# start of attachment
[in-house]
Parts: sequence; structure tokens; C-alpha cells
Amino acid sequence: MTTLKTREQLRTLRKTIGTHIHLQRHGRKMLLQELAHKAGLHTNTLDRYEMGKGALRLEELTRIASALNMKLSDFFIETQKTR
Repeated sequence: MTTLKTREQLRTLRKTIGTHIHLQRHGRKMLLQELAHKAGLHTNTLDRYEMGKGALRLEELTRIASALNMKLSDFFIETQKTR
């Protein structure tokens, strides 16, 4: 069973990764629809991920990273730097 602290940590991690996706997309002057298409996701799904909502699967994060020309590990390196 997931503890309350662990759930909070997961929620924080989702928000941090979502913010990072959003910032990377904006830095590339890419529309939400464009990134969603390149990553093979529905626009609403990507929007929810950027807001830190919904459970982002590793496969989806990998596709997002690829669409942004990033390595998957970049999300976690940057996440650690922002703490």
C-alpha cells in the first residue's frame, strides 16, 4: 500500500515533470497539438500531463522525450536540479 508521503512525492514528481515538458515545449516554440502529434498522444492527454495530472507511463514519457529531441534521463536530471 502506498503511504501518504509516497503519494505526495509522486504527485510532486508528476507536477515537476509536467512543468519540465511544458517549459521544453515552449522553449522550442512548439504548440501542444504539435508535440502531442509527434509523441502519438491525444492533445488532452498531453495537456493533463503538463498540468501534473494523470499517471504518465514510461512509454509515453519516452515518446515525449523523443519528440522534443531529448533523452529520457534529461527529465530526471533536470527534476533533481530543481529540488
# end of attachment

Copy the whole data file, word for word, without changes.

[in-house]
Parts: sequence; structure tokens; C-alpha cells
Amino acid sequence: MTTLKTREQLRTLRKTIGTHIHLQRHGRKMLLQELAHKAGLHTNTLDRYEMGKGALRLEELTRIASALNMKLSDFFIETQKTR
Repeated sequence: MTTLKTREQLRTLRKTIGTHIHLQRHGRKMLLQELAHKAGLHTNTLDRYEMGKGALRLEELTRIASALNMKLSDFFIETQKTR
């Protein structure tokens, strides 16, 4: 069973990764629809991920990273730097 602290940590991690996706997309002057298409996701799904909502699967994060020309590990390196 997931503890309350662990759930909070997961929620924080989702928000941090979502913010990072959003910032990377904006830095590339890419529309939400464009990134969603390149990553093979529905626009609403990507929007929810950027807001830190919904459970982002590793496969989806990998596709997002690829669409942004990033390595998957970049999300976690940057996440650690922002703490």
C-alpha cells in the first residue's frame, strides 16, 4: 500500500515533470497539438500531463522525450536540479 508521503512525492514528481515538458515545449516554440502529434498522444492527454495530472507511463514519457529531441534521463536530471 502506498503511504501518504509516497503519494505526495509522486504527485510532486508528476507536477515537476509536467512543468519540465511544458517549459521544453515552449522553449522550442512548439504548440501542444504539435508535440502531442509527434509523441502519438491525444492533445488532452498531453495537456493533463503538463498540468501534473494523470499517471504518465514510461512509454509515453519516452515518446515525449523523443519528440522534443531529448533523452529520457534529461527529465530526471533536470527534476533533481530543481529540488